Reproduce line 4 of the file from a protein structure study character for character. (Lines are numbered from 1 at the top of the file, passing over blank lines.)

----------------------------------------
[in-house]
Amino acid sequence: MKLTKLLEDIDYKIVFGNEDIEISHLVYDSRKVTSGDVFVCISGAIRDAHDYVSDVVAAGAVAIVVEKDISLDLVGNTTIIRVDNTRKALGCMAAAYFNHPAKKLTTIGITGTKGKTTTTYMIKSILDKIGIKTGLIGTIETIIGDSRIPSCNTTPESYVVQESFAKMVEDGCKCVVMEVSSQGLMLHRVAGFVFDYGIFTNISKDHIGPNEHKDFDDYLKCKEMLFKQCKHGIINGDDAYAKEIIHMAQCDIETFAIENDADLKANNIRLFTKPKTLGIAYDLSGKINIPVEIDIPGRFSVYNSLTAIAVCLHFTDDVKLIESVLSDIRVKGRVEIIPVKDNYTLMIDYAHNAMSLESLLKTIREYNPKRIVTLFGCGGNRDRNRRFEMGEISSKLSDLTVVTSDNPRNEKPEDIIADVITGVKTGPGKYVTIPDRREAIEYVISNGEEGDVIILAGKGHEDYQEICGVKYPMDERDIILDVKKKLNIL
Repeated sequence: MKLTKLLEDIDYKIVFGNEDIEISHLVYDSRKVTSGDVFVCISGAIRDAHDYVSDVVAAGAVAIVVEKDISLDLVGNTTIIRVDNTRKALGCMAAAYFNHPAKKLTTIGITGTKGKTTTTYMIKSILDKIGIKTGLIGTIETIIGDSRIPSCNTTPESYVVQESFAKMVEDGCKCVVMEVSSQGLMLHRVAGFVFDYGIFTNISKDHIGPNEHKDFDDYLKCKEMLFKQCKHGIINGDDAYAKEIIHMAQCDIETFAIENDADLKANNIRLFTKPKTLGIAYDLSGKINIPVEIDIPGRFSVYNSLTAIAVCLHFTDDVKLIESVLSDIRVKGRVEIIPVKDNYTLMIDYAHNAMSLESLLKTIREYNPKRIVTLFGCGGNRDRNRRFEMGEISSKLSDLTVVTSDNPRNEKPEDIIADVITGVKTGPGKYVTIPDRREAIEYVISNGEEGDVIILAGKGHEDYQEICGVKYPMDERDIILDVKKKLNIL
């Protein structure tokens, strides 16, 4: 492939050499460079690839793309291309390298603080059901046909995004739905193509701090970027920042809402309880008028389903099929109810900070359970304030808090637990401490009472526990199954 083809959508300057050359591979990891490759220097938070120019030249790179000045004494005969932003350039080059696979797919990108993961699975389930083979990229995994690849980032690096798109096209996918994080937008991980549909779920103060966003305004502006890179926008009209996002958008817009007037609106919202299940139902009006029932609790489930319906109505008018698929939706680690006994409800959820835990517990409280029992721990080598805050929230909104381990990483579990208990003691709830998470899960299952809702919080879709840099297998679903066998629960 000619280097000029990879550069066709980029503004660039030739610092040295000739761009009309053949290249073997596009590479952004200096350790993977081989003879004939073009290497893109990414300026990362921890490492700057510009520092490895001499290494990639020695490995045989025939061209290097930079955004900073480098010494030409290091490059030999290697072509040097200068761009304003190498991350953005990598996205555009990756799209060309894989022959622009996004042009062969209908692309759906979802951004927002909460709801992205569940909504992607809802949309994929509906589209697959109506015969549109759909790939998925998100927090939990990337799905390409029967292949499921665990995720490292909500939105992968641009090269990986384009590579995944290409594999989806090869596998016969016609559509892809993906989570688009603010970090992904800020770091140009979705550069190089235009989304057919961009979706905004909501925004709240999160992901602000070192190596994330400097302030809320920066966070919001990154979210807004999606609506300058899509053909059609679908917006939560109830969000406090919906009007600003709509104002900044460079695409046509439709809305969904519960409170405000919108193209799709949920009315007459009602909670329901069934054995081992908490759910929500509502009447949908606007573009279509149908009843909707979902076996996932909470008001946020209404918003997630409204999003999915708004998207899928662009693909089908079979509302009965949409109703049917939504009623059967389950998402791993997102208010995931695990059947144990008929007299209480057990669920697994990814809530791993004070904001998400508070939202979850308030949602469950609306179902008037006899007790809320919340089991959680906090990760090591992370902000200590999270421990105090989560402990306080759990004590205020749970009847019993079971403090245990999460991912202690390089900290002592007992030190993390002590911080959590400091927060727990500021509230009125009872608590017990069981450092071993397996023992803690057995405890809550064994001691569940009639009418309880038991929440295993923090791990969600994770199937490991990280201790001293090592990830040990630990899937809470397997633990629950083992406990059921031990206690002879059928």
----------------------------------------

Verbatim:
């Protein structure tokens, strides 16, 4: 492939050499460079690839793309291309390298603080059901046909995004739905193509701090970027920042809402309880008028389903099929109810900070359970304030808090637990401490009472526990199954 083809959508300057050359591979990891490759220097938070120019030249790179000045004494005969932003350039080059696979797919990108993961699975389930083979990229995994690849980032690096798109096209996918994080937008991980549909779920103060966003305004502006890179926008009209996002958008817009007037609106919202299940139902009006029932609790489930319906109505008018698929939706680690006994409800959820835990517990409280029992721990080598805050929230909104381990990483579990208990003691709830998470899960299952809702919080879709840099297998679903066998629960 000619280097000029990879550069066709980029503004660039030739610092040295000739761009009309053949290249073997596009590479952004200096350790993977081989003879004939073009290497893109990414300026990362921890490492700057510009520092490895001499290494990639020695490995045989025939061209290097930079955004900073480098010494030409290091490059030999290697072509040097200068761009304003190498991350953005990598996205555009990756799209060309894989022959622009996004042009062969209908692309759906979802951004927002909460709801992205569940909504992607809802949309994929509906589209697959109506015969549109759909790939998925998100927090939990990337799905390409029967292949499921665990995720490292909500939105992968641009090269990986384009590579995944290409594999989806090869596998016969016609559509892809993906989570688009603010970090992904800020770091140009979705550069190089235009989304057919961009979706905004909501925004709240999160992901602000070192190596994330400097302030809320920066966070919001990154979210807004999606609506300058899509053909059609679908917006939560109830969000406090919906009007600003709509104002900044460079695409046509439709809305969904519960409170405000919108193209799709949920009315007459009602909670329901069934054995081992908490759910929500509502009447949908606007573009279509149908009843909707979902076996996932909470008001946020209404918003997630409204999003999915708004998207899928662009693909089908079979509302009965949409109703049917939504009623059967389950998402791993997102208010995931695990059947144990008929007299209480057990669920697994990814809530791993004070904001998400508070939202979850308030949602469950609306179902008037006899007790809320919340089991959680906090990760090591992370902000200590999270421990105090989560402990306080759990004590205020749970009847019993079971403090245990999460991912202690390089900290002592007992030190993390002590911080959590400091927060727990500021509230009125009872608590017990069981450092071993397996023992803690057995405890809550064994001691569940009639009418309880038991929440295993923090791990969600994770199937490991990280201790001293090592990830040990630990899937809470397997633990629950083992406990059921031990206690002879059928």